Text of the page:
The Network is Not the Territory
In business, as in war, the important thing is not how much geography we hold, but the supply lines we control. How we get food, fuel, people, goods from one point to another.
The only map that matters is the one that describes the routes we own. Everything in between – the mountains, the deserts, the forest, the places where people live – is dead space.
From the point of view of the one billion shipping containers circling the globe, the world is both one-dimensional and eternally present. The future is currently stacked eighteen thousand deep on 1,300-foot-long ships, each one designed to cover vast distances as slowly as possible – because with a theoretically endless number of ships at sea, the time it takes any one of them to get from one port to another becomes irrelevant.
Time is cheap.
The thing we’re interested in is cadence.
Eventually Every Deep Water Container Port Ends Up Looking the Same
Caveat: time is cheap only for as long as everything is motion. Things that stop moving suddenly become very expensive indeed. The holding capacity of a container port is cripplingly finite; the longer a shipment of electric toothbrushes, or bulldozers, or artificial hearts hangs around taking up space, the more money we lose.
Dead space costs.
Inertia is a killer.
So our container ports will be built for frequency. From cranes to forklifts, everything will be automated and standardized. Everything will work to the same rhythm, from Singapore to Shenzhen to Rotterdam.
Same obscene dimensions, same business processes, same functional architecture, with every action endlessly analysed and optimised.
We will create a quantified New Hanseatic League, and the capacity of our love for the world – our standardized and transportable love – will be measured in twenty-foot equivalent units.
The Ecstasy of Forgetting
Our aim, then, is absolute fluidity. As every object reaches its ideal state in our glorious just-in-time economy, we get closer to the dream of the frictionless, permanent now.
The intermodal ISO container as both wave and particle: weightless, unknowable, with no future and no past.
A network with no memory.
Imagine! No more nation states. No more governments. No more birthday parties. No more death.
Dolphins will caper in our mighty bow waves. We will be outrun by flying fish.
Our only worries will be piracy and freak waves.
Ten Thousand Tiny Disasters
Ten thousand shipping containers are lost at sea every year. That’s more than one every hour.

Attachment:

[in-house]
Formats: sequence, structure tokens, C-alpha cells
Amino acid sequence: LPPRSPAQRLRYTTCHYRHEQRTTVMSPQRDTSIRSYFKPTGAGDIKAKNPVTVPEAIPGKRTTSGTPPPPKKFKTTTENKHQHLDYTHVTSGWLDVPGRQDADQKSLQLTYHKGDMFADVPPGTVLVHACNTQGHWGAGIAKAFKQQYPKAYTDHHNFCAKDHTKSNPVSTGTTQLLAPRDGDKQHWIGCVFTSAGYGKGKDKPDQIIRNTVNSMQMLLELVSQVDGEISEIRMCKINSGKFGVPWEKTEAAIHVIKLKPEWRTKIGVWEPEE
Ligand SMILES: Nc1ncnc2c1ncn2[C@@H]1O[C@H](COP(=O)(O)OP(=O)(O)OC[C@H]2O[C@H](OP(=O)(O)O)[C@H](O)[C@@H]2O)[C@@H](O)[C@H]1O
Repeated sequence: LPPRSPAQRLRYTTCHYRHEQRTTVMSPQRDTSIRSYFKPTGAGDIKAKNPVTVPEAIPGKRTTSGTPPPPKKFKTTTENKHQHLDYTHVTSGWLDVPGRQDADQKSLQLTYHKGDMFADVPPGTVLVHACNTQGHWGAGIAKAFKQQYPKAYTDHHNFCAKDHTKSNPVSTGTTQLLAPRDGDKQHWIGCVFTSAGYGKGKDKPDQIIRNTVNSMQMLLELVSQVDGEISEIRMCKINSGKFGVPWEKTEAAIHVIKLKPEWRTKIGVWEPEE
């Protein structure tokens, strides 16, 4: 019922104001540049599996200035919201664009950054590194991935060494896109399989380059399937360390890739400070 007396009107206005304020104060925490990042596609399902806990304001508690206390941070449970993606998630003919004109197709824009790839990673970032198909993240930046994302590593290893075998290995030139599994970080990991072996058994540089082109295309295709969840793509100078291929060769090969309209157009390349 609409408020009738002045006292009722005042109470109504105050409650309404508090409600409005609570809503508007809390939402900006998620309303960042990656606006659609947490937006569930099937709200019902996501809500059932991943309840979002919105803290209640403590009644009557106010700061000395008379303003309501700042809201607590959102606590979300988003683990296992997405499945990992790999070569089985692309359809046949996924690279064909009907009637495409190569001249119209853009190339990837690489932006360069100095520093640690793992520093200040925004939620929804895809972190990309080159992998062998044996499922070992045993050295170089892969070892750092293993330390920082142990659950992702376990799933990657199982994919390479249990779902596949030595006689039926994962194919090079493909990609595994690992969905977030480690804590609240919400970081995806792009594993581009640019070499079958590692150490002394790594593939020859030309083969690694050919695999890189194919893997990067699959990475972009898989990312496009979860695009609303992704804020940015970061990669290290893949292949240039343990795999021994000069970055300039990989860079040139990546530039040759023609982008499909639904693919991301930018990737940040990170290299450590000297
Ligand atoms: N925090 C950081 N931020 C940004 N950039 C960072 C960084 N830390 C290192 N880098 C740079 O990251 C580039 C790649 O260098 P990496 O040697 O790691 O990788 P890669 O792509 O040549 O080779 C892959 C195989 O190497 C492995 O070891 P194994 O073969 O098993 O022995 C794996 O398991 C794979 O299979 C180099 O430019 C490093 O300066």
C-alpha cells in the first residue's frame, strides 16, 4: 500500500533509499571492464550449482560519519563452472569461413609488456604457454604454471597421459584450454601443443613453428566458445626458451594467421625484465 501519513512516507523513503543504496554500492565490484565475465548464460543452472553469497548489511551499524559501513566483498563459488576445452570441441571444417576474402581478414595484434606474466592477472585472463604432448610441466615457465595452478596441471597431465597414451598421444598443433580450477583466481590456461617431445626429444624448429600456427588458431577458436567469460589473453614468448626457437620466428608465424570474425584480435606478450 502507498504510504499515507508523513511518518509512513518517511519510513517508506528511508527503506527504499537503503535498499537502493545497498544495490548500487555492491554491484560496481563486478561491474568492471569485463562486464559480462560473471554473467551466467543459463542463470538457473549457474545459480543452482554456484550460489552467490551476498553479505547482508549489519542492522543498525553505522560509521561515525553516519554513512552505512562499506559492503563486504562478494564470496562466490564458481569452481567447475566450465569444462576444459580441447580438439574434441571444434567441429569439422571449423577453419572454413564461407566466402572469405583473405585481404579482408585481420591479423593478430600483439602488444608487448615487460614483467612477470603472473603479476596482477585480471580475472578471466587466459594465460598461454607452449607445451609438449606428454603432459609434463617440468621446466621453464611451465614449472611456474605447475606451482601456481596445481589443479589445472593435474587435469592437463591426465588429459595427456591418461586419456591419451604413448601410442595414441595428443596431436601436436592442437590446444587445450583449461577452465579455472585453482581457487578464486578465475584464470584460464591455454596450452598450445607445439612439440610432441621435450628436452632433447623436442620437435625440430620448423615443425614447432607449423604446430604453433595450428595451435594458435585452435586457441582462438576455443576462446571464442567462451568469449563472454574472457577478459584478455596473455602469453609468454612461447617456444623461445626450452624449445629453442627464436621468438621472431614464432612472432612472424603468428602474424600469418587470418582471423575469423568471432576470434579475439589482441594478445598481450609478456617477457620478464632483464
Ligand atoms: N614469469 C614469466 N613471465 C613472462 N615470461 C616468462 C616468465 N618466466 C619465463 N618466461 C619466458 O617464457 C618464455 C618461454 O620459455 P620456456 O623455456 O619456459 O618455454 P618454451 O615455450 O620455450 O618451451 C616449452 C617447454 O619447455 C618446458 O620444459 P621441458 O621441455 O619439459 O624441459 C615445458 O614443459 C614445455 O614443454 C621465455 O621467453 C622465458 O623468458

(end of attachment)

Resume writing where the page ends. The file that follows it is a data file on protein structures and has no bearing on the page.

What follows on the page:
Ten thousand tiny disasters spilling cargoes of ink, of gardening equipment, of tape measures and spearmint flavouring, of cardboard, of polyester fibre, of spindles, of counterfeit cigarettes, of monosodium glutamate and car parts, of tinned dog food, of hand cream, of washing machine drums, of spray bottles and cork, of Christmas tree decorations, of condoms, of slot machine tumblers, of tortilla chips and running shoes, of machine tools and children’s bath toys and copper pipe into the Gulf Stream, and the Agulhas Current, and the South Pacific Gyre.
Imagine a mile-long whisky bottle surf washing up on beaches made of Lego.
Imagine an endless slick of car tyres silting up the Antarctic circumpolar current.
Imagine thousands of artificial reefs made of handily pre-rusted corten steel containers, slowly self-assembling into crystalline new islands.
Each with no concept of what they ever were before.
Toward The Logistical Sublime
So we will put our faith in Maersk and MSC and CSCL, and the calculations of the underwriting industry. We will sail under the flags of failed states to save on costs and legal oversight.
We will carry sports cars and sex toys and priceless works of art and non-perishable foodstuffs from point to point across the world and it will be as if they have covered no distance at all.
It will be as if they had sprung, fresh and newly formed, from our own collective desire.
An end to the terrible nostalgia of objects!
An end to the history of things!
We will traffic in opportunity, and possibility, and unbreakable optimism. We will build the horizontal, evenly distributed new Jerusalem, the city on a rolling hill.
We will be seasick with the monstrous scale of it all.
And the lights of our industry will shine on the dark waters, and nothing will ever be the same again.
– End –
[Originally commissioned by Spur Leeds for the About Time project]